If you're a CEO, CFO, COO or similar, you can be forgiven for thinking that today's massive technology upheaval means everything is new.
You're wrong though.
A while ago, I shared a most agreeable dinner and a bottle of red or two with a couple of old ICT friends. We all started our careers some 30 years ago or so, and as we’re prone to do from time to time, we reminisced about how it used to be. We remembered old colleagues, some of them madder than others, (And some of them were properly bonkers), and told funny (to IT guys, anyway) stories such as the apocryphal tale of the PC cup holder, or the lady I knew who used a hole punch on her 5.25" floppy disks so she could store them safely in a ring binder.
It didn't go well.
Anyway, at one point, the conversation turned to the enormous level of complexity of modern software applications, distributed systems, cloud solutions, SaaS, and how they are so different from those of yesteryear.
But the more we talked about the differences, the more we realised how similar they actually are. In fact, we concluded that in our combined nearly 100 years in the industry, we’d only ever made business software that does three things -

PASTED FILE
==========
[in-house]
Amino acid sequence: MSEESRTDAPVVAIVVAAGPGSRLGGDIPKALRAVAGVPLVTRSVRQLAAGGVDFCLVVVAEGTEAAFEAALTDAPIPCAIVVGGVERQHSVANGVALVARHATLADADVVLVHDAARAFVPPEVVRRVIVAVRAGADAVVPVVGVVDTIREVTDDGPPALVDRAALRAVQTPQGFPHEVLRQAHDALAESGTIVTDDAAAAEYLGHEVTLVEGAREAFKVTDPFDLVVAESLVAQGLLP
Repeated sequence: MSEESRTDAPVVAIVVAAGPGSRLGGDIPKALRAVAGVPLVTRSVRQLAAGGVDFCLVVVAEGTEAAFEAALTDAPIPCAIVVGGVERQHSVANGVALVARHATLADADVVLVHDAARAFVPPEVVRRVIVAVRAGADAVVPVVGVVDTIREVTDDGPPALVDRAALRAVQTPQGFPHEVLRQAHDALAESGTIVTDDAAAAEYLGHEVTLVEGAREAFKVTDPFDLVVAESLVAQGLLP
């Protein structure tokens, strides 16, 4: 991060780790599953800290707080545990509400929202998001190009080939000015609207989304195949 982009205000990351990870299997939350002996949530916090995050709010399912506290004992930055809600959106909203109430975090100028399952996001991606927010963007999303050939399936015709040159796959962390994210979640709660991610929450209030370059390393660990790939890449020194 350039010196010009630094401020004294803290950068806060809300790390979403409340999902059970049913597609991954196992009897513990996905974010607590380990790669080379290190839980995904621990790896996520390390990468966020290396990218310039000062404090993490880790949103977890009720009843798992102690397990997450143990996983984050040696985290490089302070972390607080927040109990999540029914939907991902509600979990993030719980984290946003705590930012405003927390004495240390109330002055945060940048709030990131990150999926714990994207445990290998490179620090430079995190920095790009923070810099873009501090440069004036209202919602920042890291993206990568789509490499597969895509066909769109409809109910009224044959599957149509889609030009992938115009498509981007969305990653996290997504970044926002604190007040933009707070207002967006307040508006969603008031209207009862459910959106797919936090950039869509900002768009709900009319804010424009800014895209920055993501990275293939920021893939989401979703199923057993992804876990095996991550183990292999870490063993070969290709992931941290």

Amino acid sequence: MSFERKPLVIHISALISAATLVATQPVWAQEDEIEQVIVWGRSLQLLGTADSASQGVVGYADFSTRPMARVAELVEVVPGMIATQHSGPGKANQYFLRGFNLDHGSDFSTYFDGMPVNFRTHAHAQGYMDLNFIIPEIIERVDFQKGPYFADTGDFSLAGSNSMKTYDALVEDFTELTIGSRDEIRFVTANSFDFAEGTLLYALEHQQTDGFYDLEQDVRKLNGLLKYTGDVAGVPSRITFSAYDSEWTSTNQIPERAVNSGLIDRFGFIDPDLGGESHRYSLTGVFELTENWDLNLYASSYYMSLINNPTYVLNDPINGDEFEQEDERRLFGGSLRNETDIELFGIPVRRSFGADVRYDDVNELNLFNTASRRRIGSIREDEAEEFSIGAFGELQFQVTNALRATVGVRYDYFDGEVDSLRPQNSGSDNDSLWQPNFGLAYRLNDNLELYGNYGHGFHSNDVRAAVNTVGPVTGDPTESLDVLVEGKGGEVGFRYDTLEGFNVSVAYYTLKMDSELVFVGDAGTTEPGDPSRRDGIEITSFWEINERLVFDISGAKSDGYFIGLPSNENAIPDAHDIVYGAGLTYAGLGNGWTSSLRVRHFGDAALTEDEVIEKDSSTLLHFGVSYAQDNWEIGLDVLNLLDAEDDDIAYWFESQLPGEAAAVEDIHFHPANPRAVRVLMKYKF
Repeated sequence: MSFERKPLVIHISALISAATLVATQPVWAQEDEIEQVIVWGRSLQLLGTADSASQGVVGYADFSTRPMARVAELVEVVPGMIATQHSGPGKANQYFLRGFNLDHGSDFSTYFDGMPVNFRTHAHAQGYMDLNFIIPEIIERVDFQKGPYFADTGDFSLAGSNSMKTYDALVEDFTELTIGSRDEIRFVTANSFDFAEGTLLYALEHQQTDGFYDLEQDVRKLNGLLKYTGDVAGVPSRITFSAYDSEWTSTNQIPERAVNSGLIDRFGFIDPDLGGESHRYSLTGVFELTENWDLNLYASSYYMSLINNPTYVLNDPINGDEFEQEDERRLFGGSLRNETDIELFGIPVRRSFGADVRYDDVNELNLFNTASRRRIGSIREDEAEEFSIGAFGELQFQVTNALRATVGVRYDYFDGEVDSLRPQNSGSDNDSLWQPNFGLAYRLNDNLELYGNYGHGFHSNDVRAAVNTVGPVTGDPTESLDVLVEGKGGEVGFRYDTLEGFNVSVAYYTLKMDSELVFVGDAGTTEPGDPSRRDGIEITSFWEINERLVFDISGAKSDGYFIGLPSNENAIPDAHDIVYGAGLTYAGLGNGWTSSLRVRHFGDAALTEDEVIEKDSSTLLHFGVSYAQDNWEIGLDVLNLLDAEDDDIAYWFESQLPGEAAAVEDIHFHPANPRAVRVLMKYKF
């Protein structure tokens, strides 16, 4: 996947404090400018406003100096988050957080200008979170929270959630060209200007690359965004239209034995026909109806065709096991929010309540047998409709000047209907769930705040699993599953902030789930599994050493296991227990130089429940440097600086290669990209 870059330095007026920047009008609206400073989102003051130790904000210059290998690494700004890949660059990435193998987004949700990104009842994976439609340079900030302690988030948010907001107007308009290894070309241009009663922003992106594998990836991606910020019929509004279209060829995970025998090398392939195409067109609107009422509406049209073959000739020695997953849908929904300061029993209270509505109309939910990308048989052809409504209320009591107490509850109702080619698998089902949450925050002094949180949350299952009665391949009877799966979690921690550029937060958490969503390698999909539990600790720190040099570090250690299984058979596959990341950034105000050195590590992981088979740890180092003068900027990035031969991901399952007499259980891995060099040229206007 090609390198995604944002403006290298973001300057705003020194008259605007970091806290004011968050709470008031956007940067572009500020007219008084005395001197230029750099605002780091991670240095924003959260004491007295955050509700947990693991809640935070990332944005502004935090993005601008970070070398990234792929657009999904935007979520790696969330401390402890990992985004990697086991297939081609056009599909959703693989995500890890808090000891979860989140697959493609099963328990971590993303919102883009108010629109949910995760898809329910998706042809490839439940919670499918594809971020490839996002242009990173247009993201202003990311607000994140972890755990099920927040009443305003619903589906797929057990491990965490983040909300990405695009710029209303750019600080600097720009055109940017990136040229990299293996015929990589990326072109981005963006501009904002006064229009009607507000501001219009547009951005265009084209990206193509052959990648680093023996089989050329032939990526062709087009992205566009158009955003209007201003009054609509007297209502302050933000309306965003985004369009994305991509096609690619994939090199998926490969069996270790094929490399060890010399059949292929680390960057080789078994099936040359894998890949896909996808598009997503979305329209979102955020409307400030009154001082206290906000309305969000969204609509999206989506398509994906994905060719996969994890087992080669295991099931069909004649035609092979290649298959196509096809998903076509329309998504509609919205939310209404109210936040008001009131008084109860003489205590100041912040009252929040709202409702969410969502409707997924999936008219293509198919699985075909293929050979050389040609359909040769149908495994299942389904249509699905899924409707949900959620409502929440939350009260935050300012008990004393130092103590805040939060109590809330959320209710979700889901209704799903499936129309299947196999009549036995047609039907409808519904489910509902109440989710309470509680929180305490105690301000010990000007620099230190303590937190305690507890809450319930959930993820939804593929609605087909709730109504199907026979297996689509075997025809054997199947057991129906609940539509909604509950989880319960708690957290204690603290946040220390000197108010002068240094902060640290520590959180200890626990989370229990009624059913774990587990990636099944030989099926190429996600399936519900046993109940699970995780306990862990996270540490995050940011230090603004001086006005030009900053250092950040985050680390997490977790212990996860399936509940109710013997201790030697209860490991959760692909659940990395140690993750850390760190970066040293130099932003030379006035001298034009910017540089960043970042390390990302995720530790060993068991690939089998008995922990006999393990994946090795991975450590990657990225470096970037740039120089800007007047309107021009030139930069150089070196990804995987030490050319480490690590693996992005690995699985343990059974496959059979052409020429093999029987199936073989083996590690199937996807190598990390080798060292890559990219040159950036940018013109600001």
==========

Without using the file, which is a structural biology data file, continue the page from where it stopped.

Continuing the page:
• It gets data from or writes it to a device of some kind
• It captures data and manipulates it in programs
• It presents data to the user on a screen or an alternative medium, e.g. printed on paper.
With sixty years of the modern IT industry reduced to an almost atomic level, we opened a bottle of scotch. Any further insights we may have had seem to have been permanently erased courtesy of Mr Macallan.
The point of this little tale is to highlight that while technology may keep changing, the purpose it serves remains largely unaffected. It's still there to enable and empower the people who use it.
And that's why I keep saying that if you're looking at the technology you're missing the point.
Human-centricity is key to success, and it should be the starting point when it comes to #DigitalLeadership.
LEAD WITH PURPOSE.